The introduction of higher density housing development within suburban areas has been favoured by state governments in Australia as a means of improving the efficiency of land use, reducing the costs associated with the delivery of government services and promoting home ownership. However it has been hypothesised that such development may have a negative impact on neighbourhood social structure, for example reducing diversity as measured by economic status and family makeup or in local housing market performance as measured by price. This paper aims to test this hypothesis.

Design/methodology/approach

The methodology employs a quantitative approach with principal components analysis used to capture the main social structure of the Adelaide Statistical Division. Social constructs, the product of principal components analysis, are used to measure outcomes of higher density development as measured by community or household change.

Findings

The results in this paper show that densification has had significant impact on certain neighbourhoods in the Adelaide Statistical Division notably in relation to their built form but not necessarily in neighbourhood structure or housing market performance.

Research limitations/implications

The findings are significant in highlighting that increasing medium densities and improving tenure mix may not necessarily improve the opportunities for socio‐economic mix or for cultural diversity with implications for policy makers seeking to follow strategies based on the promotion of mixed communities.

Originality/value

This paper seeks to add new research on the outcomes of higher density development in Australia in three ways. First, social constructs, the product of principal components analysis, are used to measure outcomes of higher density development as measured by community or household change. Second, the paper investigates the development at the local level where impacts are likely to be most important. Third, the analysis identifies a before and after scenario for those suburbs where higher density development has been most significant.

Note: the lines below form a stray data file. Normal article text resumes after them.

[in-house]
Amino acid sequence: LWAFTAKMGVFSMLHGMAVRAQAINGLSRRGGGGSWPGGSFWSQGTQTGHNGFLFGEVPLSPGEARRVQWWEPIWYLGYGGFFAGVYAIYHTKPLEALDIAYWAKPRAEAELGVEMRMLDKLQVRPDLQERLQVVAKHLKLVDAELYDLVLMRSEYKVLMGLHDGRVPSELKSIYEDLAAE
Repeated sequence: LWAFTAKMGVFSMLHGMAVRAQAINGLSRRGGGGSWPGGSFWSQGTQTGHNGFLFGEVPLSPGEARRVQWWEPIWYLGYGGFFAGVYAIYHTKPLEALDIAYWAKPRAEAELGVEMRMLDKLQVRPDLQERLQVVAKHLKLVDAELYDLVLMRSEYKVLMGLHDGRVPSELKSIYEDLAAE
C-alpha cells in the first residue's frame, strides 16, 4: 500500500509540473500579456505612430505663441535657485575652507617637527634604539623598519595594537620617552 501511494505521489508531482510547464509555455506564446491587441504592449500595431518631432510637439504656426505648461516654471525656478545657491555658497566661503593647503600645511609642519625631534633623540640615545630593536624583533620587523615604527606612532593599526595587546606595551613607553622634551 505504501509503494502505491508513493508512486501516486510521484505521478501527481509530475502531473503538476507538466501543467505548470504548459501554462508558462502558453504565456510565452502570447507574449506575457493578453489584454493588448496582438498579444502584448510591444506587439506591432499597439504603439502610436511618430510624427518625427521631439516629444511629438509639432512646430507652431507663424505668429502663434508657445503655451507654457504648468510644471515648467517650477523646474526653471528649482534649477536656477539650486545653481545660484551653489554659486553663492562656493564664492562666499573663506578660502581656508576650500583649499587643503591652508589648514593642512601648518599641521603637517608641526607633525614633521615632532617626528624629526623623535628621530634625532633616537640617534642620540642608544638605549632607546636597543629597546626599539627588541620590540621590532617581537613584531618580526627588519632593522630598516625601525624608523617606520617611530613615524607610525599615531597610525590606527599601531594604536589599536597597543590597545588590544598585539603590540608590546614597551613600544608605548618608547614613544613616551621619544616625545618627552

Details

Property Management, vol. 30 no. 3
Type: Research Article
ISSN: 0263-7472

Keywords

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Article
Publication date: 16 August 2011

Valerie Kupke and Peter Rossini

This paper seeks to examine the opportunity for home ownership by first‐time buyers who are in occupations defined in the UK literature as key workers within four state…

Abstract

Purpose

This paper seeks to examine the opportunity for home ownership by first‐time buyers who are in occupations defined in the UK literature as key workers within four state capitals in Australia: Adelaide, Melbourne, Sydney, and Brisbane. Many of these workers are moderate or average income earners who deliver essential community services such as health, social services, education, safety and emergency services. This paper aims to explore access to home ownership for these workers for 2001 and 2009, a period which included the introduction and reintroduction of increased Australian government grants to first home buyers.

Design/methodology/approach

The study determines, for each year, the zones of each city able to be afforded on a moderate single income as well as the percentage of suburbs able to be afforded by key workers.

Findings

The paper identifies the pressure for multiple incomes in order to purchase as well as discussing the commuting distances some workers in Adelaide and Sydney may have to accommodate in order to afford a home.

Originality/value

The paper follows up 2001 work, conducted in Australia, on housing affordability for moderate income earners. Housing affordability continues to be a key housing issue in Australia, especially for first home buyers.

Details

Property Management, vol. 29 no. 4
Type: Research Article
ISSN: 0263-7472

Keywords

Content available
Article
Publication date: 11 February 2014

Abstract

Details

Property Management, vol. 32 no. 1
Type: Research Article
ISSN: 0263-7472

Content available
Article
Publication date: 1 December 2001

Abstract

Details

Property Management, vol. 19 no. 5
Type: Research Article
ISSN: 0263-7472

Content available
Article
Publication date: 1 December 2001

Abstract

Details

Journal of Property Investment & Finance, vol. 19 no. 6
Type: Research Article
ISSN: 1463-578X

Content available
Article
Publication date: 1 December 2000

Professor Graeme Newell

Abstract

Details

Journal of Property Investment & Finance, vol. 18 no. 6
Type: Research Article
ISSN: 1463-578X